Margin Call

A margin call is a situation in which the value of a trader’s margin account falls below a broker's required amount, triggering safeguards. In this instance, investors are required to deposit more money in the account or sell some of the assets held in their account to compensate for losses and raise collateral.Margin calls can occur across virtually any asset in which leverage is used. Most commonly this includes stock and foreign exchange. Brokers can make margin calls to reduce the risk of an investor defaulting on the loan they got under a buying-on-margin agreement.In isolated situations, retail brokers can also sell investor’s securities, or even take legal action, if they don’t comply with margin requirements. A margin requirement can be summed up as the minimum equity sum that investors must keep in their margin account preceding a trading transaction. Is Your Account Safe Against a Margin Call?Margin requirements may be referred to as maintenance margin, minimum maintenance, or maintenance requirement. This is a requirement for broker trading in any asset class.In terms of equities, the New York Stock Exchange (NYSE) and Financial Industry Regulatory Authority (FINRA) have a fixed margin requirement of 25% of the sum value of the securities present in a margin account. While 25% is the minimum industry requirement, trading brokerages sometimes require between 30% to 40% of the total securities value as a margin requirement as a way to reduce the risk of an investor potentially defaulting on the loan. To understand margin calls is to understand margin trading. For example, an investor's margin account contains assets bought with borrowed money.While margin trading offers the potential for bigger returns, it also increases the risk of losses, including running the risk of a negative balance.
A margin call is a situation in which the value of a trader’s margin account falls below a broker's required amount, triggering safeguards. In this instance, investors are required to deposit more money in the account or sell some of the assets held in their account to compensate for losses and raise collateral.Margin calls can occur across virtually any asset in which leverage is used. Most commonly this includes stock and foreign exchange. Brokers can make margin calls to reduce the risk of an investor defaulting on the loan they got under a buying-on-margin agreement.In isolated situations, retail brokers can also sell investor’s securities, or even take legal action, if they don’t comply with margin requirements. A margin requirement can be summed up as the minimum equity sum that investors must keep in their margin account preceding a trading transaction. Is Your Account Safe Against a Margin Call?Margin requirements may be referred to as maintenance margin, minimum maintenance, or maintenance requirement. This is a requirement for broker trading in any asset class.In terms of equities, the New York Stock Exchange (NYSE) and Financial Industry Regulatory Authority (FINRA) have a fixed margin requirement of 25% of the sum value of the securities present in a margin account. While 25% is the minimum industry requirement, trading brokerages sometimes require between 30% to 40% of the total securities value as a margin requirement as a way to reduce the risk of an investor potentially defaulting on the loan. To understand margin calls is to understand margin trading. For example, an investor's margin account contains assets bought with borrowed money.While margin trading offers the potential for bigger returns, it also increases the risk of losses, including running the risk of a negative balance.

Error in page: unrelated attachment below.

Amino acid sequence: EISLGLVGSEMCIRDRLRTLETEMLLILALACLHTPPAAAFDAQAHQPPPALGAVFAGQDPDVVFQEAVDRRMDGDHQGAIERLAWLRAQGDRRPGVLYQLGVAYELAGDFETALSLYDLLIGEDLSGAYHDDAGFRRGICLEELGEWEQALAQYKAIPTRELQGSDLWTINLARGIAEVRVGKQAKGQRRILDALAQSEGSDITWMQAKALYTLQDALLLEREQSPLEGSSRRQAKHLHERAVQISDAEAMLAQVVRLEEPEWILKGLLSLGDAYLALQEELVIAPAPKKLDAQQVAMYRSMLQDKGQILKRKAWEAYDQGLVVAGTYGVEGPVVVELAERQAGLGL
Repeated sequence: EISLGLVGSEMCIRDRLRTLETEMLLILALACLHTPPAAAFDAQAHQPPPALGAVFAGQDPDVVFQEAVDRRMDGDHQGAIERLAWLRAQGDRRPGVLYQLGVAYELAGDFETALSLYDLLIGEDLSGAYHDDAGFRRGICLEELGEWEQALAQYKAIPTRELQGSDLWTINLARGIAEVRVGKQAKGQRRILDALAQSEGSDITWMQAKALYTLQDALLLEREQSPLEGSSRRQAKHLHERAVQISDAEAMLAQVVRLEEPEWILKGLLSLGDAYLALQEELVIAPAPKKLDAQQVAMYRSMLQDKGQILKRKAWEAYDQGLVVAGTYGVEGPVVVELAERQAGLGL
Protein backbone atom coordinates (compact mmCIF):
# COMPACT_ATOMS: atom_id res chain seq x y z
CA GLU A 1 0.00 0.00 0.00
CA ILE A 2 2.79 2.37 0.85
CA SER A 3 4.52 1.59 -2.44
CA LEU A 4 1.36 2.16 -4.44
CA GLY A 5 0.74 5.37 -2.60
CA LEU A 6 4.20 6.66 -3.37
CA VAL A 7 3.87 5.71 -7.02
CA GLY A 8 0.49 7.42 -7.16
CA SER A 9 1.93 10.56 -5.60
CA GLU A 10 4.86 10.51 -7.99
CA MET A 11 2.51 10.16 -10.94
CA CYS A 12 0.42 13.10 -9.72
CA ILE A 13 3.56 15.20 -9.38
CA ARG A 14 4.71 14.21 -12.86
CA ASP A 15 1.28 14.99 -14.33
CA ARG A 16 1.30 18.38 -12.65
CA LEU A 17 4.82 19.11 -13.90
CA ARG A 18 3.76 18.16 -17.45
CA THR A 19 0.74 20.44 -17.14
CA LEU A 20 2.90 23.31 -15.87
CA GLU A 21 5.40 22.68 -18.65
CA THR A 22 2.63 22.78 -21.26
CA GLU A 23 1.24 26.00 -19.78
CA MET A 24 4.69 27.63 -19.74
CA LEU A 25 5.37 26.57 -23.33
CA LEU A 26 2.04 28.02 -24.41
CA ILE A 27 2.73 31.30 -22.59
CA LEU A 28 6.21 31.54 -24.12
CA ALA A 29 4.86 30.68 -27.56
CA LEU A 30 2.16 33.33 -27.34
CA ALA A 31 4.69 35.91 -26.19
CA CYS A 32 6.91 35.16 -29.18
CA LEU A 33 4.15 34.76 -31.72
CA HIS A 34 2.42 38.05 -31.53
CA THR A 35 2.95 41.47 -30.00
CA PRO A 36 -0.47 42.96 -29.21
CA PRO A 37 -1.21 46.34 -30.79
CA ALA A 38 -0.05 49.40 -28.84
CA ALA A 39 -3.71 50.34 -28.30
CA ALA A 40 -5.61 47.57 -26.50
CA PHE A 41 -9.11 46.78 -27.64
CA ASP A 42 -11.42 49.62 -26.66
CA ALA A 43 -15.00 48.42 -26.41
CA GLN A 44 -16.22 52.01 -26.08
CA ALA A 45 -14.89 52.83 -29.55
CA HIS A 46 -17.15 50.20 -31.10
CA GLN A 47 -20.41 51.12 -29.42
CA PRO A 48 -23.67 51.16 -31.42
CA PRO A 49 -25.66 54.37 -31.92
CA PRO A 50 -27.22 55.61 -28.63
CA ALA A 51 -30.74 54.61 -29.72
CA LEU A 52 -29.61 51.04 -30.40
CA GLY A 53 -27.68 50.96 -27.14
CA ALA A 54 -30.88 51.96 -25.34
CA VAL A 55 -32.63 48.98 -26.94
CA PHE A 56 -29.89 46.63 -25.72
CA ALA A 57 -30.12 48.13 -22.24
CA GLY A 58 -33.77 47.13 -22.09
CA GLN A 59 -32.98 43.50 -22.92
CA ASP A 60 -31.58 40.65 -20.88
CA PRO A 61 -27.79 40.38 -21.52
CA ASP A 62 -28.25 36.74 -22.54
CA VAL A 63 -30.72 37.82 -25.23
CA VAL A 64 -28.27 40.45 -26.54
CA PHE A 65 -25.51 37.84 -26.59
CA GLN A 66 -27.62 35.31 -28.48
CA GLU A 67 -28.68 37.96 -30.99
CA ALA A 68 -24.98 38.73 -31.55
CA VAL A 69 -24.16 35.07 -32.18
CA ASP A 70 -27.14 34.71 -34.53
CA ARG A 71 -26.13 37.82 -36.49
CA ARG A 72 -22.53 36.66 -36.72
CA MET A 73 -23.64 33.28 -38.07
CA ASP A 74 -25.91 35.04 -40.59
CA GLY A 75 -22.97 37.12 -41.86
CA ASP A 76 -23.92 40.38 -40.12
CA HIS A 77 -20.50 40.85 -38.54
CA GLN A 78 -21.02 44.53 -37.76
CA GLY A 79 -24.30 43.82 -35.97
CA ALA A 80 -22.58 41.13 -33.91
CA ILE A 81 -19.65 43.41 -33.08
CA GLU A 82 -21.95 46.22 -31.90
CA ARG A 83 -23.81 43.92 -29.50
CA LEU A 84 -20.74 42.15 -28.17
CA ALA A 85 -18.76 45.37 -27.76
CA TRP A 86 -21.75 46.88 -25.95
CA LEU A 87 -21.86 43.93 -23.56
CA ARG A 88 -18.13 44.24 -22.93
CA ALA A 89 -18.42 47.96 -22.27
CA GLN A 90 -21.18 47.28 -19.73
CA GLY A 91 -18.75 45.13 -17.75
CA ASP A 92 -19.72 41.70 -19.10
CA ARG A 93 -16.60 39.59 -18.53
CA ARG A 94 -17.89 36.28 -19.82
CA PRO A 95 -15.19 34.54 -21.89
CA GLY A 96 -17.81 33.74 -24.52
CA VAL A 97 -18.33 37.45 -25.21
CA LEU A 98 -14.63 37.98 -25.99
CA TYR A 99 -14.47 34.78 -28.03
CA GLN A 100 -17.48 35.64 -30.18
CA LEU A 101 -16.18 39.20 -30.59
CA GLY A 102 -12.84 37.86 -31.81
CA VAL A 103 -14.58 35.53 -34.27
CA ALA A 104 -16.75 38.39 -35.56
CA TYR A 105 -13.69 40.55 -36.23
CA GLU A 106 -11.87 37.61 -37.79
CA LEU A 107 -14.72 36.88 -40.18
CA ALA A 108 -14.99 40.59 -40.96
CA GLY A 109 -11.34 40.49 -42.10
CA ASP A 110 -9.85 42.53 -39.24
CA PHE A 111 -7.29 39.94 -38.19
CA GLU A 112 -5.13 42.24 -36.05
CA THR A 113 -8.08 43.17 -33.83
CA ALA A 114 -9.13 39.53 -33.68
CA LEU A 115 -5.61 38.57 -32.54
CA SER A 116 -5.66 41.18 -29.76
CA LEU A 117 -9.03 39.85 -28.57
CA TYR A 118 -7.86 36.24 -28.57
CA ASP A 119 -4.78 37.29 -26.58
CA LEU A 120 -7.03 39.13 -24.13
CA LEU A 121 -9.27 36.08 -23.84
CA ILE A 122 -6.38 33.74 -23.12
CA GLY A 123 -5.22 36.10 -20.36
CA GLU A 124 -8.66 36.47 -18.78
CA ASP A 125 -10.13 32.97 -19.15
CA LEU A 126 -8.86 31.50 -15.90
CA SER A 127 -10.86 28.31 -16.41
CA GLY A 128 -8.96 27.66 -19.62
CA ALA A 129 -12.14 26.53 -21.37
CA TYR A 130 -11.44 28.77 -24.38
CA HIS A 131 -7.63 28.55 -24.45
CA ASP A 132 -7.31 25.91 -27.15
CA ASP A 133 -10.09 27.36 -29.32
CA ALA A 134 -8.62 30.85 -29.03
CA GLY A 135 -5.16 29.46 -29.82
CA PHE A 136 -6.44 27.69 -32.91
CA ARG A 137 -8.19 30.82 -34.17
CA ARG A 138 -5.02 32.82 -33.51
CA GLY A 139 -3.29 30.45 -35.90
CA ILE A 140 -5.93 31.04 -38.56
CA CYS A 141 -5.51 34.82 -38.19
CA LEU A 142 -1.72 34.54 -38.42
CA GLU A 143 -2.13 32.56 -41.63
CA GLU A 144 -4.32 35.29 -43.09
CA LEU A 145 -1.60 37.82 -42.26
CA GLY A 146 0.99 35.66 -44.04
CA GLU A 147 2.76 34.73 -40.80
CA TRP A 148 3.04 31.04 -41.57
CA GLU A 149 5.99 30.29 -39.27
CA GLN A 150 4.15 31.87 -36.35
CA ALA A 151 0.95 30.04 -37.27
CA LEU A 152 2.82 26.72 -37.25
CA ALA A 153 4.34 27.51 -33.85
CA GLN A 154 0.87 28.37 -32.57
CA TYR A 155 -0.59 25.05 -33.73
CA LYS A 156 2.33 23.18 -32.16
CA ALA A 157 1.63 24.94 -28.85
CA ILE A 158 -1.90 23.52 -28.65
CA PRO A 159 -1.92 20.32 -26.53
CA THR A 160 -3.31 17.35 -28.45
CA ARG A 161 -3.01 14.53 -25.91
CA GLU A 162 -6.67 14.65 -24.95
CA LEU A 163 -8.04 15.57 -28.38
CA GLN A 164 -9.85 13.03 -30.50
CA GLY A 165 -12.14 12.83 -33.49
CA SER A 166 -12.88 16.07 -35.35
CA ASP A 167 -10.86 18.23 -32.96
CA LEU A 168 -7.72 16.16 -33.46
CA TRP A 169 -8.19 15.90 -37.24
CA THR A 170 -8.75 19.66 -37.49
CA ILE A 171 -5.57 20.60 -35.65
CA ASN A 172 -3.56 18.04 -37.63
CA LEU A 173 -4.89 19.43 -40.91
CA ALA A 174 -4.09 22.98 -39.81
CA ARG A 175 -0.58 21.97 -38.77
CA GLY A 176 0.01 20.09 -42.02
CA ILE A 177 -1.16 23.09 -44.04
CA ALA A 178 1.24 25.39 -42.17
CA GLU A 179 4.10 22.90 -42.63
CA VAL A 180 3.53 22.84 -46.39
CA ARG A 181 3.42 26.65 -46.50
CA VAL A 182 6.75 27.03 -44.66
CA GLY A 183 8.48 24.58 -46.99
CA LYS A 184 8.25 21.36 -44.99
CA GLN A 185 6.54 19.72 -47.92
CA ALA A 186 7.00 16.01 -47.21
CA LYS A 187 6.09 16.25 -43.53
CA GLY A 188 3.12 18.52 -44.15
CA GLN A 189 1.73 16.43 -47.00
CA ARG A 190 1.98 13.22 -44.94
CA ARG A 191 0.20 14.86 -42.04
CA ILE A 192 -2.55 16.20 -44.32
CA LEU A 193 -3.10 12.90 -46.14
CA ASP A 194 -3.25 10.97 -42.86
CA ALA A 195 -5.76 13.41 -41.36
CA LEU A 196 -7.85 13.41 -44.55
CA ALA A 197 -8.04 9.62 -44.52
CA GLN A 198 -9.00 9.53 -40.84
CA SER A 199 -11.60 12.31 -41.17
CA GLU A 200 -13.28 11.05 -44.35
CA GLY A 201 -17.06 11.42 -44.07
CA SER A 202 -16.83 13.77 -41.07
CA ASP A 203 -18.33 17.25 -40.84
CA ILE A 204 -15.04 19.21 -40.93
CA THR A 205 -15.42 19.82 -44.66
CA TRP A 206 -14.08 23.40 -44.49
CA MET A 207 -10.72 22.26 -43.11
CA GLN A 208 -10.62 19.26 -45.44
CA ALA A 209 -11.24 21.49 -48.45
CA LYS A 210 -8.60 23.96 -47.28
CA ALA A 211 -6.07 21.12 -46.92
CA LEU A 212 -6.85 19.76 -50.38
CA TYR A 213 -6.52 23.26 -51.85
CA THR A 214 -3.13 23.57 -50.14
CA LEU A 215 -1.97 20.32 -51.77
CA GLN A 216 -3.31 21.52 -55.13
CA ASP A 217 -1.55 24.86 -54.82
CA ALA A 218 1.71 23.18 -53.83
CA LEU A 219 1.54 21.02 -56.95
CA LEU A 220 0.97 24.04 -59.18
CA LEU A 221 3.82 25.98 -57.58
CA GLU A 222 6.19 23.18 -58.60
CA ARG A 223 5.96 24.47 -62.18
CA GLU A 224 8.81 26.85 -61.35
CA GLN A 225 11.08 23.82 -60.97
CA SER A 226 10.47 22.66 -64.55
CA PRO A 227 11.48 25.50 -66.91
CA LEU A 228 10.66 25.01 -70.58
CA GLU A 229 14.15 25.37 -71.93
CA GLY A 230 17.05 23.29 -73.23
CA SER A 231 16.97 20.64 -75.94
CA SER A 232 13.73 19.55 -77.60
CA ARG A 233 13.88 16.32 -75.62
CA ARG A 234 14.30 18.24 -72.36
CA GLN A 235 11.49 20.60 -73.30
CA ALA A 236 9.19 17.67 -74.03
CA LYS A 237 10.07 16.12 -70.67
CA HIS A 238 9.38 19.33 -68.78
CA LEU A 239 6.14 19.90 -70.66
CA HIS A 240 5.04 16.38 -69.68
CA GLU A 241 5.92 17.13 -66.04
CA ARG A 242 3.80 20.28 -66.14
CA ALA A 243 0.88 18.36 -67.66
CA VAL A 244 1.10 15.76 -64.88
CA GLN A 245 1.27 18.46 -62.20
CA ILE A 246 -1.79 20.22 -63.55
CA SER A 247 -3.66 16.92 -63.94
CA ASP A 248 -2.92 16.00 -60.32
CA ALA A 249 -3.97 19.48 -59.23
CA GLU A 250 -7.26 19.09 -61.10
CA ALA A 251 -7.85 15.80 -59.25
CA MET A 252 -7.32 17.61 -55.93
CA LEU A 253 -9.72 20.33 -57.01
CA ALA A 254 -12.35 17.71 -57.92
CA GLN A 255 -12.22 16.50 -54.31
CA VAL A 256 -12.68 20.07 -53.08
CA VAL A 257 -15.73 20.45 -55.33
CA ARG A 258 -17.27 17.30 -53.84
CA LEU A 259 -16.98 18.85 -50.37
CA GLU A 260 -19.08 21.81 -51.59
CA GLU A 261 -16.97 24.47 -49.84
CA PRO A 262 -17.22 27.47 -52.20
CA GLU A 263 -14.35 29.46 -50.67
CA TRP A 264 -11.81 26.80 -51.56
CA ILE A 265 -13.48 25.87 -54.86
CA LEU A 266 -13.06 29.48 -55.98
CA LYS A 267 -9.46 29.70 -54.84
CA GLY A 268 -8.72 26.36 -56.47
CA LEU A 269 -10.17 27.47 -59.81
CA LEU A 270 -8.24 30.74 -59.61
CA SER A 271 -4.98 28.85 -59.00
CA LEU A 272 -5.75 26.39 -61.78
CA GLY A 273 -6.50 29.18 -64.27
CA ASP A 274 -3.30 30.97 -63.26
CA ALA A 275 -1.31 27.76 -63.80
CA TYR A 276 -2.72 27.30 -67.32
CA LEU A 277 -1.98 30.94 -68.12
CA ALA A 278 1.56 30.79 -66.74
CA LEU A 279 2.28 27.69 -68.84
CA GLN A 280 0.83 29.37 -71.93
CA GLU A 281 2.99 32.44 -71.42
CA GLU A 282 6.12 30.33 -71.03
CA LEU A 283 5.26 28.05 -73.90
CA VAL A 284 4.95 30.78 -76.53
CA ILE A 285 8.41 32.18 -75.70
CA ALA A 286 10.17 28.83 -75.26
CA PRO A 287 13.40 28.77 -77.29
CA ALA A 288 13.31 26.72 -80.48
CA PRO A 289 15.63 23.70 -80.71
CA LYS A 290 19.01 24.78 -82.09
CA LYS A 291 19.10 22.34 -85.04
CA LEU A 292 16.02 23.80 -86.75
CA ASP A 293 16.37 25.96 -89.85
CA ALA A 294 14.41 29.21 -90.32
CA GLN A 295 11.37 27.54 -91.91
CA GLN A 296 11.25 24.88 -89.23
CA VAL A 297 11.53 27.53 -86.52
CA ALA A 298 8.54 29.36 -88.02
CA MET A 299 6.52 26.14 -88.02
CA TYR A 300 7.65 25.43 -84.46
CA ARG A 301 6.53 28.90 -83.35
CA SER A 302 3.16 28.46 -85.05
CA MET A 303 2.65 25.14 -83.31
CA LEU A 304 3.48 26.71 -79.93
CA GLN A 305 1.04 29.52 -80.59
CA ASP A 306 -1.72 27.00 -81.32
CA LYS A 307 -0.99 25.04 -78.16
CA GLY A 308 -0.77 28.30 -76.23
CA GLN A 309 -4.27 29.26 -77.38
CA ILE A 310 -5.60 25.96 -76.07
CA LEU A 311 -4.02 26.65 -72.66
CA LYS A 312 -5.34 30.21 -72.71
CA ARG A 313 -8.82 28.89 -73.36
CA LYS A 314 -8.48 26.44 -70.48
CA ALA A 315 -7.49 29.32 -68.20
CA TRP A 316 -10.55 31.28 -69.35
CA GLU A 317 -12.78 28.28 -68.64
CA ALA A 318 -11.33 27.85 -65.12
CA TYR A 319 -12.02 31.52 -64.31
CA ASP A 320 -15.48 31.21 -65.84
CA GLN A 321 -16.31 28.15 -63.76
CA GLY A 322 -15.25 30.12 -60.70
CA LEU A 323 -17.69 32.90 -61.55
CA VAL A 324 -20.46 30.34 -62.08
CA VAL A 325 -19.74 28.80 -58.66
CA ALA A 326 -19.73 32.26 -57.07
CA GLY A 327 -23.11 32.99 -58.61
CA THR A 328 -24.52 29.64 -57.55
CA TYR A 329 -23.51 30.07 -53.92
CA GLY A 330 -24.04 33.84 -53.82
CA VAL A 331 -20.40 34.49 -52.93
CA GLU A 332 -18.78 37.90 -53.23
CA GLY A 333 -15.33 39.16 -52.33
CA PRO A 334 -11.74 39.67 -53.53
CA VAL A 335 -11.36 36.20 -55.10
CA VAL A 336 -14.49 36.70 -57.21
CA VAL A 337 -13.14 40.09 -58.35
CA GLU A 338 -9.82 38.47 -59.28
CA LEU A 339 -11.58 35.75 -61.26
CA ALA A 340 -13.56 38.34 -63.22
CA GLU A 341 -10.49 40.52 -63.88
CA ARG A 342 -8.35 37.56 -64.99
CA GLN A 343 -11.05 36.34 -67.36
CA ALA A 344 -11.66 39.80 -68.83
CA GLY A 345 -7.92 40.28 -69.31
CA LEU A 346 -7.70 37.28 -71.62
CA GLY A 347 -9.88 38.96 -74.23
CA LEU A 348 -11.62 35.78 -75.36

A margin call is a situation in which the value of a trader’s margin account falls below a broker's required amount, triggering safeguards.

In this instance, investors are required to deposit more money in the account or sell some of the assets held in their account to compensate for losses and raise collateral.

Margin calls can occur across virtually any asset in which leverage is used. Most commonly this includes stock and foreign exchange.

Brokers can make margin calls to reduce the risk of an investor defaulting on the loan they got under a buying-on-margin agreement.

In isolated situations, retail brokers can also sell investor’s securities, or even take legal action, if they don’t comply with margin requirements.

A margin requirement can be summed up as the minimum equity sum that investors must keep in their margin account preceding a trading transaction.

Is Your Account Safe Against a Margin Call?

Margin requirements may be referred to as maintenance margin, minimum maintenance, or maintenance requirement. This is a requirement for broker trading in any asset class.

In terms of equities, the New York Stock Exchange (NYSE) and Financial Industry Regulatory Authority (FINRA) have a fixed margin requirement of 25% of the sum value of the securities present in a margin account.

While 25% is the minimum industry requirement, trading brokerages sometimes require between 30% to 40% of the total securities value as a margin requirement as a way to reduce the risk of an investor potentially defaulting on the loan.

To understand margin calls is to understand margin trading. For example, an investor's margin account contains assets bought with borrowed money.

While margin trading offers the potential for bigger returns, it also increases the risk of losses, including running the risk of a negative balance.